The other issues are around very real things like the Trent 1000's problems on the 787. RR has now stated they don't expect to make any money on the deals as the engines are wearing out much faster than expected. GE, on the other hand, seems to be OK at this point. The 787 has had its issues, but they aren't completely germane to the question asked and are more around the fact that the 787 is a completely new way to build an airplane for Boeing.

Now, if you want a book answer (there are many), here's a 6 page long, but meaty paper which covers it: http://ieomsociety.org/ieom2011/pdfs/IEOM109.pdf. In short, short-haul or "budget airlines" tend to have the same engine across their fleet to save on maintenance whereas the "flag" carriers are much more diverse. All this goes to my first point of "airline maintenance crew familiarity". The flag carriers can afford to have many people trained on many types, the budget carriers, not so much. I'll leave you with the prime example of this -- Southwest Airlines. They are so budget conscious that they fly the exact same engine model and type on ALL of their 737s and all 737s are identical with-in the extent made possible by Boeing. This means things like the new HUD display that most 737s have is not allowed to be used in any SWA jet, even when it's equipped. This makes the crew able to go from plane 1 to 2 to 3 to 974 and they will all look the same and will all be type-rated the same. The maintenance departments train on only one finite set of parts for one type of engine with the same specs.

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    $\begingroup$ Welcome to Aviation.SE! A nice first answer. $\endgroup$ – Notts90 supports Monica May 20 '17 at 8:53

Airlines don't want to buy "engines" at all. From the airlines' point of view, they are just horribly complicated things that they don't understand, and they don't want to spend their own money learning anything more than the information in the Pilot's Handbook!

What airlines really want is "something to power their planes". These days, the engines are often leased, not bought, as part of a "power generation package" which includes long term performance guarantees, scheduled maintenance, etc.

Packages like that are often tailored to very specific requirements. For example in the middle east, some airlines prefer to use higher power settings for the climb after takeoff, so they can get above the airspace that is controlled by a neighbouring country's ATC and avoid delays, extra fuel burn while restricted to low altitude operation, etc.

The only physical difference between two "different versions" of a particular engine type, with different advertised power ratings, may the electronic engine control system. In that situation, the airline might negotiate a "total power generation" deal where they only pay for the "higher rated" engine when they actually use it.

In that sort of business environment, the idea of a "best" engine for every customer is much too simplistic.

  • $\begingroup$ Interesting. I had not heard about engine leasing or the pricing model, but I guess that makes sense. $\endgroup$ – Thomas May 19 '17 at 21:14

ymb1 answer is good. I would add that often there are political reasons: for example currently you cannot sell GE engine to any Russian company for the trade sanction beetween USA and Russia. If you sell an helicopter or airplane with your GE engine... you simply don't. The solution is to use another engine that is not made in USA.

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    $\begingroup$ Good point. However, using a Rolls Royce engine wouldn't bypass USA sanctions if the plane was made by Boeing. $\endgroup$ – Thomas May 19 '17 at 8:20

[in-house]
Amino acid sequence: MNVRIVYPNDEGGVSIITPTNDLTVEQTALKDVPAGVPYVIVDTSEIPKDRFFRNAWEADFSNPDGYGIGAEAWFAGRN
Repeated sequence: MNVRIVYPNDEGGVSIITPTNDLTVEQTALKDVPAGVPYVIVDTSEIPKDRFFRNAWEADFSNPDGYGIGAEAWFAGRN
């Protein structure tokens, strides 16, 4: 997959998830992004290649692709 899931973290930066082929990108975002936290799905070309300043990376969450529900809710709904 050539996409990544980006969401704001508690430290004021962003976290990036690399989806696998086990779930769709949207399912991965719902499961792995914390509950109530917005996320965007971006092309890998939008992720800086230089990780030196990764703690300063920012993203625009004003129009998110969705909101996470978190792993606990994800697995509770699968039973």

• $\begingroup$ @Thomas -- the US sanctions against Russia are focused on direct military investment AIUI (the Russian airline fleet is mostly Western aircraft nowadays even) $\endgroup$ – UnrecognizedFallingObject May 19 '17 at 13:06
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    $\begingroup$ During the cold war when Russia were developing the Tu-144, they made a request to Lucas Technologies for access to their engine management system, and BAC for help in improving the air intakes of the aircraft. The British Government vetoed any help, as they felt that the technology could be used in military applications. Whether that would've happened or not is unclear, but it's interesting to note that even civil applications can be stopped on the grounds of potential military involvement. $\endgroup$ – mickburkejnr May 19 '17 at 14:10

I would expect that one of the engine options is "best" and that all customers would buy that option.

"Best" is a subjective concept.

What is best for one airline might not be evaluated the same way by another airline. One airline might define "best" as whichever viable option is cheaper at the time they make the purchase. Another airline might define "best" based on fuel efficiency, total power output, total life, or some other metric or set of metrics that feed into a total cost of ownership formula. Another airline might define "best" as matching the long-term supplier they happen to have standardized with. Or the engine vendor that does the best job schmoozing the airline executives (really).

Having multiple engine options allows the airplane to work with whichever option the airline customer deems best, and thus increases the value and market for the plane vs only one possible engine. It also increases the utility of the place in case of a supply problem with one engine type.

The idea that "best is subjective" applies to many areas of life beyond just airline economics. It speaks to value choices that all of us make, often subconsciously.


Engines for an aircraft are more consumables than proper constituent. They will be maintained, overhauled and replaced many times during the lifetime of the airframe, all of which require great number of deals and purchases from the engine maker. The airline may want to either strengthen the bond with one engine manufacturer to benefit from synergies, or the exact opposite, diversify engine sources in order to strenghten negotiating position.

So choice of "GE vs RR" for a plane is more akin to "diesel vs gasoline" for a car.

It's not #1, it's #2. But less to do with tariffs and more with pre-existing business deals.